In conclusion, expression of claudin 6 in lung carcinomas indicated a poorer prognosis of the patients and might be used as a marker of more aggressive tumor type since the association had independent prognostic value. Adenocarcinomas had a significantly higher number of cases with claudin 6 expression suggesting that upregulation of claudin 6 in these tumors might be associated with its regulation by TTF1 [15].
We are grateful to Professor Veli-Matti Kosma and Professor Arto Mannermaa for giving permission to use the material and laboratory facilities. Source of support: Finnish Anti-tuberculosis Association, Paulo foundation. The authors declare no conflict of interest.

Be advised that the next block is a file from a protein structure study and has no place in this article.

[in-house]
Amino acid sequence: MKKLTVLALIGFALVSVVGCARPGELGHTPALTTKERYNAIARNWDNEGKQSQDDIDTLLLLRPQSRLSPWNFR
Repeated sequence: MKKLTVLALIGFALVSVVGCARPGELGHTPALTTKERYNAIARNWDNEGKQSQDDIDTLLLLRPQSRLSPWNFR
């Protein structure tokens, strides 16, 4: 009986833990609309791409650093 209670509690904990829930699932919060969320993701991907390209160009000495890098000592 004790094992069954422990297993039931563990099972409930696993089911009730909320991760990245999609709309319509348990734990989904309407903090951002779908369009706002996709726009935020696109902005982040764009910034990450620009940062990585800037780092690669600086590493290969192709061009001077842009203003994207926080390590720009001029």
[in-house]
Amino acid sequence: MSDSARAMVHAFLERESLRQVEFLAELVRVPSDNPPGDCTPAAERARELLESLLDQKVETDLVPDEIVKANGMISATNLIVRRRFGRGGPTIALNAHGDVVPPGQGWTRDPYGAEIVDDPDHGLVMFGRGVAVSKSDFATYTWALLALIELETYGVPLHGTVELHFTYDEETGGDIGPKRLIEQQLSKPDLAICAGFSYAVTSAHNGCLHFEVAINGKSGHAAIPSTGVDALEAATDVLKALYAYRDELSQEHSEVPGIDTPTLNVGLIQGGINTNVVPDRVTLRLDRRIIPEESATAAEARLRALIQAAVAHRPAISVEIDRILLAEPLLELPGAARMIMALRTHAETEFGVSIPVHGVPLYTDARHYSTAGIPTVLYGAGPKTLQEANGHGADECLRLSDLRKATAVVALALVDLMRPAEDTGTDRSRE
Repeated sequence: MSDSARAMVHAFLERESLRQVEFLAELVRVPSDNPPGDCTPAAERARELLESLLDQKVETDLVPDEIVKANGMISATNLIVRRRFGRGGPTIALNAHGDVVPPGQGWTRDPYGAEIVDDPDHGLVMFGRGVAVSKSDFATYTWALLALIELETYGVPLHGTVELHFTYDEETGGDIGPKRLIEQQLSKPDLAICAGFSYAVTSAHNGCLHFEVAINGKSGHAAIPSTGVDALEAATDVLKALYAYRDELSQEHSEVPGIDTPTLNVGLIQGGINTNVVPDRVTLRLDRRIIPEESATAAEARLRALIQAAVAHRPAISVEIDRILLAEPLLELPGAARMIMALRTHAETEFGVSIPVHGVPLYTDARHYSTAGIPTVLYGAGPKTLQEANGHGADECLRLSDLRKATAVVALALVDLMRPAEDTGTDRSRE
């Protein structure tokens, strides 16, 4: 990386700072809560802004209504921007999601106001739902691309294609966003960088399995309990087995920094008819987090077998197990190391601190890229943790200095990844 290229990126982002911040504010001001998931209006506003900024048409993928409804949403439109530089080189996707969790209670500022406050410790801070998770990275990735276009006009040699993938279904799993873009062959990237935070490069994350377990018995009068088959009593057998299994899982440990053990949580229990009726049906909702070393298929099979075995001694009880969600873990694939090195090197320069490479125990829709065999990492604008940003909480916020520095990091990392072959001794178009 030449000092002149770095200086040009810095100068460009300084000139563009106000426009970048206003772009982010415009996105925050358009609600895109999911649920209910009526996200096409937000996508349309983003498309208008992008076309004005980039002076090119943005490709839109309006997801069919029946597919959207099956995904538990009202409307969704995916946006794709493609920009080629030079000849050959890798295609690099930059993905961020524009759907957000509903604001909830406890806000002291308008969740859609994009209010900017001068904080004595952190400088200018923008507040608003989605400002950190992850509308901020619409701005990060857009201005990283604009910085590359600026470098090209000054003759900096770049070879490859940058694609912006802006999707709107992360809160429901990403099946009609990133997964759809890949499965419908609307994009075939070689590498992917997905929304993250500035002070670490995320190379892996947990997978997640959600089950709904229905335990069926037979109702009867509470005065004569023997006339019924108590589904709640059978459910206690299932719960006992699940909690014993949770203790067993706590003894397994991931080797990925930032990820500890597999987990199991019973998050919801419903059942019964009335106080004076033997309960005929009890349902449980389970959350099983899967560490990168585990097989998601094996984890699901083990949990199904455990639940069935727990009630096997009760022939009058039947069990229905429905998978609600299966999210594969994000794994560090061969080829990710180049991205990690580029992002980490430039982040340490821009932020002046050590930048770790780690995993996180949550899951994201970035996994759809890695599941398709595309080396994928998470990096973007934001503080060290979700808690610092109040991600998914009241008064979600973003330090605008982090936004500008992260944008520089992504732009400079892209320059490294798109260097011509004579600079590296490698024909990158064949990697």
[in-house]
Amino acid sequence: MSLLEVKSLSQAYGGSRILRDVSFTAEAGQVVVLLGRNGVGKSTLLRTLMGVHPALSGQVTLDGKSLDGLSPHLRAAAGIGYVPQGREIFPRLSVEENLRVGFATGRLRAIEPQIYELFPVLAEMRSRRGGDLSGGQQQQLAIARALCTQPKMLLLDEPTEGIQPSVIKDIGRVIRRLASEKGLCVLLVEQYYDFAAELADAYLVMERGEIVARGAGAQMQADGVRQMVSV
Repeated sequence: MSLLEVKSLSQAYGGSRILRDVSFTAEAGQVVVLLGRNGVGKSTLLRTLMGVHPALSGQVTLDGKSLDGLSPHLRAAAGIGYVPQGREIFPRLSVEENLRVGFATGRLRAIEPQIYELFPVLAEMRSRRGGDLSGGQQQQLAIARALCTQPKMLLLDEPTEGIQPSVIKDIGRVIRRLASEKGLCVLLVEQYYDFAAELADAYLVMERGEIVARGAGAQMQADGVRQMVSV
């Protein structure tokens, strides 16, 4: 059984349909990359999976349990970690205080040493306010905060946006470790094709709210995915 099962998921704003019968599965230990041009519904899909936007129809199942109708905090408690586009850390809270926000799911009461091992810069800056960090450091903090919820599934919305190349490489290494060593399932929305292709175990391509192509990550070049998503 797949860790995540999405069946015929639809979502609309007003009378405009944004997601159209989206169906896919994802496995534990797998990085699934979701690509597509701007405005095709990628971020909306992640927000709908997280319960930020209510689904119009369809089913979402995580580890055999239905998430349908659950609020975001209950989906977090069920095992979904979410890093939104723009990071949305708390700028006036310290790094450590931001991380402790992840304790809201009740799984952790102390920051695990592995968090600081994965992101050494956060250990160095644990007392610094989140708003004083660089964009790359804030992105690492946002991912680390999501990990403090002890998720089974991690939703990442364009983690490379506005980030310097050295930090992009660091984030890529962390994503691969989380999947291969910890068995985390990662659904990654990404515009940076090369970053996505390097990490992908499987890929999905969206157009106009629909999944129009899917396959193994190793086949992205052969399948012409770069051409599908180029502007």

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Copyright: © 2022 Polish Association of Pathologists and the Polish Branch of the International Academy of Pathology This is an Open Access article distributed under the terms of the Creative Commons Attribution-NonCommercial-ShareAlike 4.0 International (CC BY-NC-SA 4.0) License (http://creativecommons.org/licenses/by-nc-sa/4.0/), allowing third parties to copy and redistribute the material in any medium or format and to remix, transform, and build upon the material, provided the original work is properly cited and states its license.